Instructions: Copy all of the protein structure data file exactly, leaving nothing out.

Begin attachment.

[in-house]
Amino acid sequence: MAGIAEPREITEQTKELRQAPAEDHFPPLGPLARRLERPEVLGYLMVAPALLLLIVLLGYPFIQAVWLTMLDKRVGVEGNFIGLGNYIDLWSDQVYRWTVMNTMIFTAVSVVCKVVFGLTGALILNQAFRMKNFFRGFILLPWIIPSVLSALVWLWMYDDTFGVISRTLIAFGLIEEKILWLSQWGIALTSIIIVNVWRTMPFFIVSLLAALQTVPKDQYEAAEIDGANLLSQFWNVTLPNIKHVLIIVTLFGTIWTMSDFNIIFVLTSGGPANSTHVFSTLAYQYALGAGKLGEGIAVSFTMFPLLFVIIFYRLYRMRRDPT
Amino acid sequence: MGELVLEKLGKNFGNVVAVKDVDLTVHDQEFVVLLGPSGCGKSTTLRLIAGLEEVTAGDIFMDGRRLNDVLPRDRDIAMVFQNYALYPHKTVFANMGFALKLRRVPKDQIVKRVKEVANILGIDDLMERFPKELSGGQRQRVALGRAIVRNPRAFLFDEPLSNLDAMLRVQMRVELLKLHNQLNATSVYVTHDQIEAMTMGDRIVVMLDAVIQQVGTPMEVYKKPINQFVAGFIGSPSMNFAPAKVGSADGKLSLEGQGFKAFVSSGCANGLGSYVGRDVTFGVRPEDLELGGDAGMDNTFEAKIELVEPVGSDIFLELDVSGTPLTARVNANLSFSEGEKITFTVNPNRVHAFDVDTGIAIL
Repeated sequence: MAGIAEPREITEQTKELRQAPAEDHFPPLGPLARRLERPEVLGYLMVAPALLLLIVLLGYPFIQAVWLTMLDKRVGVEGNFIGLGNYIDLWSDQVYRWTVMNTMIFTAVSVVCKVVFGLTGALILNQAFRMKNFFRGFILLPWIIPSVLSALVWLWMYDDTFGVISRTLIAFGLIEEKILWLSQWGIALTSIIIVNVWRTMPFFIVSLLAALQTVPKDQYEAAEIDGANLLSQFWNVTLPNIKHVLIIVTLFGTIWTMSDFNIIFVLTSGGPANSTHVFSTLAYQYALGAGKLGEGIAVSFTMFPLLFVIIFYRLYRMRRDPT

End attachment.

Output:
[in-house]
Amino acid sequence: MAGIAEPREITEQTKELRQAPAEDHFPPLGPLARRLERPEVLGYLMVAPALLLLIVLLGYPFIQAVWLTMLDKRVGVEGNFIGLGNYIDLWSDQVYRWTVMNTMIFTAVSVVCKVVFGLTGALILNQAFRMKNFFRGFILLPWIIPSVLSALVWLWMYDDTFGVISRTLIAFGLIEEKILWLSQWGIALTSIIIVNVWRTMPFFIVSLLAALQTVPKDQYEAAEIDGANLLSQFWNVTLPNIKHVLIIVTLFGTIWTMSDFNIIFVLTSGGPANSTHVFSTLAYQYALGAGKLGEGIAVSFTMFPLLFVIIFYRLYRMRRDPT
Amino acid sequence: MGELVLEKLGKNFGNVVAVKDVDLTVHDQEFVVLLGPSGCGKSTTLRLIAGLEEVTAGDIFMDGRRLNDVLPRDRDIAMVFQNYALYPHKTVFANMGFALKLRRVPKDQIVKRVKEVANILGIDDLMERFPKELSGGQRQRVALGRAIVRNPRAFLFDEPLSNLDAMLRVQMRVELLKLHNQLNATSVYVTHDQIEAMTMGDRIVVMLDAVIQQVGTPMEVYKKPINQFVAGFIGSPSMNFAPAKVGSADGKLSLEGQGFKAFVSSGCANGLGSYVGRDVTFGVRPEDLELGGDAGMDNTFEAKIELVEPVGSDIFLELDVSGTPLTARVNANLSFSEGEKITFTVNPNRVHAFDVDTGIAIL
Repeated sequence: MAGIAEPREITEQTKELRQAPAEDHFPPLGPLARRLERPEVLGYLMVAPALLLLIVLLGYPFIQAVWLTMLDKRVGVEGNFIGLGNYIDLWSDQVYRWTVMNTMIFTAVSVVCKVVFGLTGALILNQAFRMKNFFRGFILLPWIIPSVLSALVWLWMYDDTFGVISRTLIAFGLIEEKILWLSQWGIALTSIIIVNVWRTMPFFIVSLLAALQTVPKDQYEAAEIDGANLLSQFWNVTLPNIKHVLIIVTLFGTIWTMSDFNIIFVLTSGGPANSTHVFSTLAYQYALGAGKLGEGIAVSFTMFPLLFVIIFYRLYRMRRDPT